The city thus took its name from the stockade. The village, built around the castle took advantage of its strategic position as well as the protection of the Viscounts of Béarn to develop over the following centuries. Pau became the capital of Béarn in 1464, thus becoming the political and economic centre of this small State which continued to defend its independence from the neighbouring French and Spanish territories; the town and its castle took on a new dimension by becoming the seat of the Kings of Navarre, at the capture of Pamplona, by the Kingdom of Castile in 1512. Pau became a leading political and intellectual centre under the reign of Henry d'Albret and his wife Marguerite; the history of Pau is marked by the birth of Henry of Bourbon 13 December 1553 in the castle of his grandparents. He gained access to the throne of France in 1589 under the title of Henry IV; the image of the city is since associated with that of this monarch made famous for his willingness to put an end to the endless Wars of Religion.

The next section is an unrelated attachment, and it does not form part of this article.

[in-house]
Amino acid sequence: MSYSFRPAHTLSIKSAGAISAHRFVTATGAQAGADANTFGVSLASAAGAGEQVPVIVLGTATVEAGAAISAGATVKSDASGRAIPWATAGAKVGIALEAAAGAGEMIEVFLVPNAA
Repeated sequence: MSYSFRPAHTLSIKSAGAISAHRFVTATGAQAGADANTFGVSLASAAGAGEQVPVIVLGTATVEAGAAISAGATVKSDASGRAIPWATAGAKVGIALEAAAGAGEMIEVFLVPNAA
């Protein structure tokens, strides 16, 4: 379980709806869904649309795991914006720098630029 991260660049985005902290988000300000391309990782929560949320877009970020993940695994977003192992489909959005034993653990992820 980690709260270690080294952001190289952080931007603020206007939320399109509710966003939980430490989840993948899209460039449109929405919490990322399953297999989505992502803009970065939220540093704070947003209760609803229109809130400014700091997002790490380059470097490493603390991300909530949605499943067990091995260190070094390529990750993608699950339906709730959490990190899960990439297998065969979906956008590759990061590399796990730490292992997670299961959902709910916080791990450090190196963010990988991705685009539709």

With the end of Béarnaise independence in 1620, Pau lost its influence but remained the same at the head of a autonomous province. It was home to the Parliament of Navarre and Béarn which wrote its texts in Occitan until the Revolution and its dismantling to create the Department of Basses-Pyrénées, it was during the 18th century when another famous person was born in Pau, Jean-Baptiste Bernadotte who became Marshal of the Empire and King of Sweden, today still the ruling dynasty of Sweden and of Norway when that country was under the Swedish monarchy. The Belle Époque marked a resurgence for the Béarnaise capital with a massive influx of wealthy foreign tourists, they came to spend the winter to take advantage of the benefits of Pau's climate described by the Scottish physician Alexander Taylor. Pau turned with the construction of many villas and mansions to accommodate these wintering rich people, the city developed all elements of modernity for their comfort: baths and railway station, it was at this time that Pau became one of the world capitals of the nascent aerospace industry under the influence of the Wright brothers, crowned heads pressed there to observe the flight of the first flying school in the world.